David Toms’ resume is extensive. For starters, 13 PGA Tour victories (including a major championship, the 2001 PGA), a long list of appearances in Ryder Cups and Presidents Cups and a major title on the PGA Tour Champions (2018 U.S. Senior Open).
Off the course, the 2017 inductee in the Louisiana Sports Hall of Fame has raised millions of dollars to help the less fortunate through the David Toms Foundation.
Sunday, the 56-year-old Toms secured his third victory on the Tour’s 50-and-over circuit when he holed a 6-foot bogey putt on the final hole of the Cologuard Classic in Tucson, Arizona. The victory ended a three-year drought for the Shreveporter and former LSU star.
“It’s a monkey off my back,” said Toms, who edged Robert Karlsson by one stroke. “I’ve had a bunch of close calls. It’s been a while.”
As his post-victory interview carried on, Toms was overcome with emotion. It wasn’t so much the drought. It wasn’t the $330,000 first prize. It wasn’t the fortitude he showed after he hit his tee shot in the water on the final hole – just like he had done the first two times he played that hole during the event.
Toms was thinking of a couple of special guests he played for – one got a first-hand, inside-the-ropes view of the final-round. The other’s seat was even better.
Toms’ wore an “in memory” ribbon on his hat during the tournament in honor of the late Gloria Borges – the founder of WunderGlo Foundation who died at 32 from colon cancer in 2014. Gloria’s mother, Becky Borges, was an honorary observer Sunday and watched Toms up close.
“She was right there with me,” Toms said of Becky Borges.
Well, her daughter Gloria was, too.
In addition to showcasing a tournament stacked with golf’s prior generation of superstars, the tournament’s title sponsor, Cologuard, has a mission to use the event to garner awareness for early screening for colon cancer.
“It’s great to raise awareness,” Toms said. “We’re just here playing a game.”
It was obvious the emotion began to boil for Toms. Should we have expected anything else?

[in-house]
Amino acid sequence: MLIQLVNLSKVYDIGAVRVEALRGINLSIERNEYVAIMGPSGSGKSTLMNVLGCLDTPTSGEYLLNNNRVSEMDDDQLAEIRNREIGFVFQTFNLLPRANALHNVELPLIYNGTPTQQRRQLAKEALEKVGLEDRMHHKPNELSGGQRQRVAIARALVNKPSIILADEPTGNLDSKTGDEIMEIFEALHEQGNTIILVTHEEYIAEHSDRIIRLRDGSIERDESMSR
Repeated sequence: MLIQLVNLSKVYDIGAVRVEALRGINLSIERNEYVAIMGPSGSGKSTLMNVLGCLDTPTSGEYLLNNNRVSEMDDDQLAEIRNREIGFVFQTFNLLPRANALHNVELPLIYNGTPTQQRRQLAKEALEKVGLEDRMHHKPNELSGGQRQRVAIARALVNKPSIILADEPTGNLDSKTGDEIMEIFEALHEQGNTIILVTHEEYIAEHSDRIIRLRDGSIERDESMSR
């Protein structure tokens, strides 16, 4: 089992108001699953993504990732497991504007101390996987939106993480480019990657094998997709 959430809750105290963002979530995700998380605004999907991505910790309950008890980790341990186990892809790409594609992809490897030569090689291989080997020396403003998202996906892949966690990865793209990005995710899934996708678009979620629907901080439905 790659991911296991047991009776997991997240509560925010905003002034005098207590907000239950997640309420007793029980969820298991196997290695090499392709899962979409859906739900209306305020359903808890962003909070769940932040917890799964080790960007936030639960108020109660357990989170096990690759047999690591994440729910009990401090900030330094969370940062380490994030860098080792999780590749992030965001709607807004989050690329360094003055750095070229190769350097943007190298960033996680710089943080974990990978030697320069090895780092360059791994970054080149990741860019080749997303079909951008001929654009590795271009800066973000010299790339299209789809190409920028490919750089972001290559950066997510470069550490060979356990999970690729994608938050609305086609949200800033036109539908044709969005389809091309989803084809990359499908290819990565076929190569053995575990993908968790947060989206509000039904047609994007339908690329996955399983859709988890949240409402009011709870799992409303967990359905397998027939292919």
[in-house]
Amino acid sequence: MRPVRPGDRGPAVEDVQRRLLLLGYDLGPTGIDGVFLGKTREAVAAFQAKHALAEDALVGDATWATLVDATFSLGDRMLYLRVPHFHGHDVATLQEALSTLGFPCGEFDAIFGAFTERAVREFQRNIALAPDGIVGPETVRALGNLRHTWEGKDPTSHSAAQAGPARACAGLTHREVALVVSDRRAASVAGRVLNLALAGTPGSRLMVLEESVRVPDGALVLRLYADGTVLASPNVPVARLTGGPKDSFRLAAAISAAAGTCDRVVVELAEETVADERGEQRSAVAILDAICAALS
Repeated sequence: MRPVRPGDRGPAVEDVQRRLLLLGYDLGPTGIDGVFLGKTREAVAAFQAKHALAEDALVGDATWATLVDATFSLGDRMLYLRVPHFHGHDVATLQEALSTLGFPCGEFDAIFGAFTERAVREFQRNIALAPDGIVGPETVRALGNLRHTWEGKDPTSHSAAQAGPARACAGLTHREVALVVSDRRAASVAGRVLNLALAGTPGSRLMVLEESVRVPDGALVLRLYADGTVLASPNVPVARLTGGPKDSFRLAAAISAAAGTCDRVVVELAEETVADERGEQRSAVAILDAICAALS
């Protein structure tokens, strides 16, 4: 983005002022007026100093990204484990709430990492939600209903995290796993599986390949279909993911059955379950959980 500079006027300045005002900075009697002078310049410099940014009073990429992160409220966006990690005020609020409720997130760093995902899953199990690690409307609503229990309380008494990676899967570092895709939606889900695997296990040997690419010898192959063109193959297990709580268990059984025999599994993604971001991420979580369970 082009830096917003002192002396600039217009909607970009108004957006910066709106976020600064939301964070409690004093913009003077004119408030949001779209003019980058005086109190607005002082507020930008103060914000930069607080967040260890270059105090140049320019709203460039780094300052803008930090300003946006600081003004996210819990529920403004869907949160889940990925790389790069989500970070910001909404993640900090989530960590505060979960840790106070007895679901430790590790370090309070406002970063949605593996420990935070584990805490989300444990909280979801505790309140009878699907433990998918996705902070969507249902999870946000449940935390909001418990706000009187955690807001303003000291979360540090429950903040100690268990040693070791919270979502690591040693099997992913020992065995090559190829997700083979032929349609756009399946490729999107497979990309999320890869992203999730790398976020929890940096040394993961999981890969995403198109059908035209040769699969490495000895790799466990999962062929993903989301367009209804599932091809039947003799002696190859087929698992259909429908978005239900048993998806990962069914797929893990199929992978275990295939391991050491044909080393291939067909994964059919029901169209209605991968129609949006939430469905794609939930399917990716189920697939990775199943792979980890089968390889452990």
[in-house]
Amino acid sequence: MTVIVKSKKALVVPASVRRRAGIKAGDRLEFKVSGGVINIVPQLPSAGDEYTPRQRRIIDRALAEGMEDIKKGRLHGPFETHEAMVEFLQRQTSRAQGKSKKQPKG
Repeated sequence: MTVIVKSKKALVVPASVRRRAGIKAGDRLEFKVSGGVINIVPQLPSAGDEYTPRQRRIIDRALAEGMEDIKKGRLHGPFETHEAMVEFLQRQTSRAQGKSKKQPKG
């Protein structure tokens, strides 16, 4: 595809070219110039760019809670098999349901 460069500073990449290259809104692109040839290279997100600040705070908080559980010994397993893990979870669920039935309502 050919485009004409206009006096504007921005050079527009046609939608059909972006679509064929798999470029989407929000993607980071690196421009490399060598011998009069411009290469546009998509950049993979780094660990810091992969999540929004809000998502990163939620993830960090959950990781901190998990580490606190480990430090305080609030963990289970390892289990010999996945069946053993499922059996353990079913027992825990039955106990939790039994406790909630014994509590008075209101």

Giving has always been a passion for the Airline High product. For the better part of three decades, Toms has parlayed his success on the course to helping others. Sunday, he helped Gloria Borges’ mother in more ways than one. He elevated Gloria’s name and the WunderGlo cause – to cure colon cancer using “creative, forward-thinking and aggressive methods.”
Toms also scored another victory in Gloria’s name. Those are priceless.
“I was crying on the green when they talked about Gloria,” Toms’ right-hand man, longtime caddie Scott Gneiser, told the Journal.
Toms has always enjoyed flying under the radar when it comes to fame, but he’s always found a way to use his name to help many, especially in Louisiana.
On the course, it’s been more of the same. He’s an unassuming assassin, whose ball-striking has often been unmatched. The key this week: rekindling the magic in his putter.
“(My putting) is why I haven’t won (a lot on PGA Tour Champions),” Toms admitted. “The stroke felt good. I gave a little tip to myself and it worked all week.”
Toms’ victory came in the tournament’s final visit to Omni Tucson National. His clutch putt on 18 prevented a playoff on that devil of a hole.
“We’re not the best of friends,” Toms said about No. 18.
After the winning putt, Toms whispered to Gneiser: “At least we don’t have to see that hole again.”
Toms showed his true colors once again Sunday. He proved his golf game is elite, but it doesn’t hold a candle to his heart.
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